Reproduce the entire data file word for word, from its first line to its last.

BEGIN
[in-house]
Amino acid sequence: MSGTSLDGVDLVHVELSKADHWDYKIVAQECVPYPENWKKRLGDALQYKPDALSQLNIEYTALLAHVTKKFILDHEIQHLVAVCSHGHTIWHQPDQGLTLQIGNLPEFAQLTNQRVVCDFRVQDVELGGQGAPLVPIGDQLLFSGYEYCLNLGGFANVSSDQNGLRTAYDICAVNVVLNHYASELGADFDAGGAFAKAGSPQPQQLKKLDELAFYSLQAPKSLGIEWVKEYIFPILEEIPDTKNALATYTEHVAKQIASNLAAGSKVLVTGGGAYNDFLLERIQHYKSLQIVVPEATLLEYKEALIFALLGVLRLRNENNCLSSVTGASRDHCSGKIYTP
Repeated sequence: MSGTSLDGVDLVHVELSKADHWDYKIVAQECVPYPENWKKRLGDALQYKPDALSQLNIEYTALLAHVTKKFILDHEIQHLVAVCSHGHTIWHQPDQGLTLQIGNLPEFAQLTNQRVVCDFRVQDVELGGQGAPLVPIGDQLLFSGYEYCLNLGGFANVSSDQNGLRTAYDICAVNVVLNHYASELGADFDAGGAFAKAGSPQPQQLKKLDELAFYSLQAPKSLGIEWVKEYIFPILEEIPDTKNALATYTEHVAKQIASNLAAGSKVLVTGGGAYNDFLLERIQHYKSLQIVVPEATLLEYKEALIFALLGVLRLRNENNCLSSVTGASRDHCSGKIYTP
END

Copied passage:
[in-house]
Amino acid sequence: MSGTSLDGVDLVHVELSKADHWDYKIVAQECVPYPENWKKRLGDALQYKPDALSQLNIEYTALLAHVTKKFILDHEIQHLVAVCSHGHTIWHQPDQGLTLQIGNLPEFAQLTNQRVVCDFRVQDVELGGQGAPLVPIGDQLLFSGYEYCLNLGGFANVSSDQNGLRTAYDICAVNVVLNHYASELGADFDAGGAFAKAGSPQPQQLKKLDELAFYSLQAPKSLGIEWVKEYIFPILEEIPDTKNALATYTEHVAKQIASNLAAGSKVLVTGGGAYNDFLLERIQHYKSLQIVVPEATLLEYKEALIFALLGVLRLRNENNCLSSVTGASRDHCSGKIYTP
Repeated sequence: MSGTSLDGVDLVHVELSKADHWDYKIVAQECVPYPENWKKRLGDALQYKPDALSQLNIEYTALLAHVTKKFILDHEIQHLVAVCSHGHTIWHQPDQGLTLQIGNLPEFAQLTNQRVVCDFRVQDVELGGQGAPLVPIGDQLLFSGYEYCLNLGGFANVSSDQNGLRTAYDICAVNVVLNHYASELGADFDAGGAFAKAGSPQPQQLKKLDELAFYSLQAPKSLGIEWVKEYIFPILEEIPDTKNALATYTEHVAKQIASNLAAGSKVLVTGGGAYNDFLLERIQHYKSLQIVVPEATLLEYKEALIFALLGVLRLRNENNCLSSVTGASRDHCSGKIYTP